Restructuring the family by dismantling sex and gender
With measures like these, the UN seeks to fundamentally restructure the family. The UN’s objective, however, is to not only remake the family, it seeks to utterly transform the world’s cultures and mores regarding sex and gender. The United Nations has made sexual pleasure a “right” that requires consequence-free facilitation by governments through easy access to contraception and abortion, particularly for young people. Agencies such as WHO, UNICEF, UNESCO and UNFPA advocate Comprehensive Sexuality Education that encourages sexual experimentation with disastrous results. The UN also seeks the legitimization and legalization of prostitution, euphemistically referred to as “sex work.” This is done in the name of combatting the “feminization of poverty” and advancing prostitution’s standing as a “legally protected profession with all the benefits of labor and social law.
One of the most dangerous objectives of today’s United Nations social policies, is the redefinition of gender. Feminist theory posits that sex is biological, but that gender encompasses social and behavioral differences which are entirely social constructs, that is, created and accepted, or enforced, by society, and so the UN began to use the word “gender” in place of “sex” when describing sexual dimorphism. What followed was the use of the term “gender equality” when advocating equality between men and women. The use and meaning of the word “gender” has gone through another transformation and is used to describe a host of identities including men who want to be women and women who want to be men – the transgendered. Ironically, when defining the attributes of transwomen, those who promote this change in definition employ the same sexual stereotypes they rail against when advocating for the empowerment of biological women. Nietzsche would be proud. In this light, the term “gender equality” is used to define equality between not just men and women, but all gender identities: cis-gender, queer, pan-sexual, transgender, non-binary, and the list goes on.
In addition to defining gender for men and women a “social construct”, the United Nations committees encourage rewriting textbooks and curricula to reflect the new definition, funding gender studies to further this ideology and integrating those courses into non-related fields of study, re-educating professionals – particularly those in the legal professions, and instituting public awareness campaigns to re-train the masses.
Enter the Human Rights Committee
The push to redefine gender norms and advance women’s rights is no longer limited to the committees associated with CEDAW and CRC. The Human Rights Committee is also advancing anti-family ideology. In October of 2018, the U.N. Human Rights Committee adopted a document expounding on article 6 of the International Covenant on Civil and Political Rights making abortion a human right as an aspect of the right to life. And earlier this month, the Human Rights Council adopted a resolution defining biological men as women and requiring their participation in women’s sports. This is despite the fact that men are, overall, 44% stronger than women. We already have numerous examples of biological men who identify as female competing against and beating their female opponents. This new chapter in the redefinition of gender and gender equality will do serious damage to women, it will destroy any distinctions between the sexes and will leave women less whole and less protected.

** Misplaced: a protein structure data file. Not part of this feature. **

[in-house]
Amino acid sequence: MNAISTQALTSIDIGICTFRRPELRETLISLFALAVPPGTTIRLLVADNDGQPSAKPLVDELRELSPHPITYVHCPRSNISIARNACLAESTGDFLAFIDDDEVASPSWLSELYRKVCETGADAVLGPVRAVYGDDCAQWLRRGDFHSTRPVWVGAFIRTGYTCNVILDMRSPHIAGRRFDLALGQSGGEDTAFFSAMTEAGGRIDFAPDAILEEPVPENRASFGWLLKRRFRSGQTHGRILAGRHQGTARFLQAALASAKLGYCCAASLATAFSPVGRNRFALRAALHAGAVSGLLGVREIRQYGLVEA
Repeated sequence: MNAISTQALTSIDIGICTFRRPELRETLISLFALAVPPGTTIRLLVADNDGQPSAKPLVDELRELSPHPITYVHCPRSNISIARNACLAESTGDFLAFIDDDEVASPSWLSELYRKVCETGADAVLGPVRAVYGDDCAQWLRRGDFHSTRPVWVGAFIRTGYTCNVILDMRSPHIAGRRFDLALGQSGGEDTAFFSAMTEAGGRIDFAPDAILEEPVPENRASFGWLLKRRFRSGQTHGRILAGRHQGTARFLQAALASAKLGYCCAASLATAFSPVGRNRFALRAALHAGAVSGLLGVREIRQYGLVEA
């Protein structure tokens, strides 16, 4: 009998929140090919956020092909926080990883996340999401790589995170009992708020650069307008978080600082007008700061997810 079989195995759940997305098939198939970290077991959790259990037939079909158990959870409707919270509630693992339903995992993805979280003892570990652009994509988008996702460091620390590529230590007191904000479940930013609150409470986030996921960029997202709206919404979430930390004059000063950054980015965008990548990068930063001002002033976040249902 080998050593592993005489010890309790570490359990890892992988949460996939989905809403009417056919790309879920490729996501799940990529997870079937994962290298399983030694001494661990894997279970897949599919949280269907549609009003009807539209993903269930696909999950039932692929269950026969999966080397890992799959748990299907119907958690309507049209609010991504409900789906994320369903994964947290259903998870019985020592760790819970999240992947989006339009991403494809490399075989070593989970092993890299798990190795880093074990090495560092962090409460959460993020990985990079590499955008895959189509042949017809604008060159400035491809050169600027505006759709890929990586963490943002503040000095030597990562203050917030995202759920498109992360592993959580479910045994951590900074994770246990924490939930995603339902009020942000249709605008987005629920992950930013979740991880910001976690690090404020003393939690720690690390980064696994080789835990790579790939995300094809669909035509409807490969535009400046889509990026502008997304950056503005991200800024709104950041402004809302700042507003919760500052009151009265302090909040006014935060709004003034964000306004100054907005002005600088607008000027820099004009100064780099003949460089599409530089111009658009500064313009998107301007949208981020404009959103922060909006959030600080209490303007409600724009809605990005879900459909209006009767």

What can we do?
In March 2019, I met with a delegate to the UN from a small, economically strong, pro-life European country. When I asked him how his country deals with the pressure to change its abortion laws, the delegate said, “That is not a problem. Every nation has the sovereignty to direct its own social policy.” This, however, is not the reality for poor, developing countries in need of assistance. They are constantly under pressure to change their laws, their culture and their values in return for aid. Pope Francis has defined this as “ideological colonization” of developing nations by wealthy western countries. Wealthy nations may not deal with threats of withholding aid to force compliance in social policy, but they do face the threat of complaints filed with UN human rights committees. Once controversial issues like abortion and gender identity are made human rights, individuals can seek redress through the UN system. For instance, abortion rights organizations have assisted women from countries with conservative abortion laws in filing complaints with the Human Rights Committee against their home countries. The Human Rights Committee regularly rules against those countries and orders them to compensate the women denied access to abortion.
In Jenet Erickson’s account of her time at the Commission on the Status of women this year, she reminded us that twenty years ago, attorney and professor “Richard Wilkins spoke in defense of the family at the United Nations. He said that the family is the fundamental unit of society because it is ‘the sanctuary where women and men learn cooperation, sacrifice, love, and mutual support; the training ground where children learn the public virtues of responsibility, work, fair play, and social interdependence.’ And if ‘we don’t learn these skills within the home, there is little chance that we will learn them elsewhere.’” That inspiring man is no longer with us, but his spirit is, and we can and must add our voice to his in assisting those nations under pressure and resisting efforts to redefine and restructure the family. We are capable of more than we know because our cause is eternally significant. And like those groves of aspens, we do not stand alone.
Learn how you can help strengthen and defend the family at www.unitedfamilies.org